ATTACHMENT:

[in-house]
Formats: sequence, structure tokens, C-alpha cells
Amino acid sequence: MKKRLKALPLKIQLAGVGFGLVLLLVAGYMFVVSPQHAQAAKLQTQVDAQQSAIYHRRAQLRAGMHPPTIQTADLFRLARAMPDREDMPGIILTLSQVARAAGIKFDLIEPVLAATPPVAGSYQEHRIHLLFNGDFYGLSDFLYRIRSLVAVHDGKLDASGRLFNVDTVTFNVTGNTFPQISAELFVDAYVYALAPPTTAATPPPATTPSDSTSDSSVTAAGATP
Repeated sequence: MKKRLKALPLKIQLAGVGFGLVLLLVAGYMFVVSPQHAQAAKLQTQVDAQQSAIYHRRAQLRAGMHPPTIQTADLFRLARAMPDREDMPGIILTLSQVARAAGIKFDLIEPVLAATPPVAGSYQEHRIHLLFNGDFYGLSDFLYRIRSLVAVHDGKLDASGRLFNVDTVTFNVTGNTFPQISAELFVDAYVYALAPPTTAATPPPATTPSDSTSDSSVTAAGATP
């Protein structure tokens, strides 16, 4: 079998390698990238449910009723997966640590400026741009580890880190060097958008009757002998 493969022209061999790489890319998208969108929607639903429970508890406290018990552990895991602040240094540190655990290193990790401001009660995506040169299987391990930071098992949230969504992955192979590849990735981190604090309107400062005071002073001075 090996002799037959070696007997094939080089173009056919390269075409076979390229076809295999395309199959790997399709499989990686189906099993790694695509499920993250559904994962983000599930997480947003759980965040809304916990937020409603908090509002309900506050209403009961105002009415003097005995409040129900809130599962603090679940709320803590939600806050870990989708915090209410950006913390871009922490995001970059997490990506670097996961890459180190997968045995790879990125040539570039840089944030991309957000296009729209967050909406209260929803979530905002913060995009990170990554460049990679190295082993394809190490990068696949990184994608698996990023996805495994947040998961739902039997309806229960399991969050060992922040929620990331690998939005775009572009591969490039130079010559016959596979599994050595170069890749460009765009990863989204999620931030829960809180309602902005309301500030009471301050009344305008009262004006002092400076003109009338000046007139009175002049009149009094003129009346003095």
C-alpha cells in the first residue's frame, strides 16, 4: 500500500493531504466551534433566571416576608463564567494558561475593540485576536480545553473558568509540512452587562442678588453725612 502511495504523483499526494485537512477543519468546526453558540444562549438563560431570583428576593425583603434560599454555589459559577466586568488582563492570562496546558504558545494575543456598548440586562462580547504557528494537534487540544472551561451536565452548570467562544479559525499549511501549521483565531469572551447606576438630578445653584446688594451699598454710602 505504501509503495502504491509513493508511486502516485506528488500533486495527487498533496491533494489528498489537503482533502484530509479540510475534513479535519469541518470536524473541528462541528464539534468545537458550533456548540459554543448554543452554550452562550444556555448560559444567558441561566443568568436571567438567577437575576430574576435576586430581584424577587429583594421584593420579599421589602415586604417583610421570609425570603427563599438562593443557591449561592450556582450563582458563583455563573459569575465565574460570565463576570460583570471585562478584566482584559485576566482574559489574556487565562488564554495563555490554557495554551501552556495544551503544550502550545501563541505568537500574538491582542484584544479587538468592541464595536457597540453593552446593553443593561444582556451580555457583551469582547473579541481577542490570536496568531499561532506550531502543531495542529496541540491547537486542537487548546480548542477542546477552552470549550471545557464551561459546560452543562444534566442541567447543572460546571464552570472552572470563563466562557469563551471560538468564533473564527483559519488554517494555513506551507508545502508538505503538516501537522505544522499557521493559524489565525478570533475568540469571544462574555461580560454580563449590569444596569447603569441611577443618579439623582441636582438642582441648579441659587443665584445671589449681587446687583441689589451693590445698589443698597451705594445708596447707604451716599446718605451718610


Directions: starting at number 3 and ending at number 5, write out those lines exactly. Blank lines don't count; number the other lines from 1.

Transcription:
Amino acid sequence: MKKRLKALPLKIQLAGVGFGLVLLLVAGYMFVVSPQHAQAAKLQTQVDAQQSAIYHRRAQLRAGMHPPTIQTADLFRLARAMPDREDMPGIILTLSQVARAAGIKFDLIEPVLAATPPVAGSYQEHRIHLLFNGDFYGLSDFLYRIRSLVAVHDGKLDASGRLFNVDTVTFNVTGNTFPQISAELFVDAYVYALAPPTTAATPPPATTPSDSTSDSSVTAAGATP
Repeated sequence: MKKRLKALPLKIQLAGVGFGLVLLLVAGYMFVVSPQHAQAAKLQTQVDAQQSAIYHRRAQLRAGMHPPTIQTADLFRLARAMPDREDMPGIILTLSQVARAAGIKFDLIEPVLAATPPVAGSYQEHRIHLLFNGDFYGLSDFLYRIRSLVAVHDGKLDASGRLFNVDTVTFNVTGNTFPQISAELFVDAYVYALAPPTTAATPPPATTPSDSTSDSSVTAAGATP
């Protein structure tokens, strides 16, 4: 079998390698990238449910009723997966640590400026741009580890880190060097958008009757002998 493969022209061999790489890319998208969108929607639903429970508890406290018990552990895991602040240094540190655990290193990790401001009660995506040169299987391990930071098992949230969504992955192979590849990735981190604090309107400062005071002073001075 090996002799037959070696007997094939080089173009056919390269075409076979390229076809295999395309199959790997399709499989990686189906099993790694695509499920993250559904994962983000599930997480947003759980965040809304916990937020409603908090509002309900506050209403009961105002009415003097005995409040129900809130599962603090679940709320803590939600806050870990989708915090209410950006913390871009922490995001970059997490990506670097996961890459180190997968045995790879990125040539570039840089944030991309957000296009729209967050909406209260929803979530905002913060995009990170990554460049990679190295082993394809190490990068696949990184994608698996990023996805495994947040998961739902039997309806229960399991969050060992922040929620990331690998939005775009572009591969490039130079010559016959596979599994050595170069890749460009765009990863989204999620931030829960809180309602902005309301500030009471301050009344305008009262004006002092400076003109009338000046007139009175002049009149009094003129009346003095």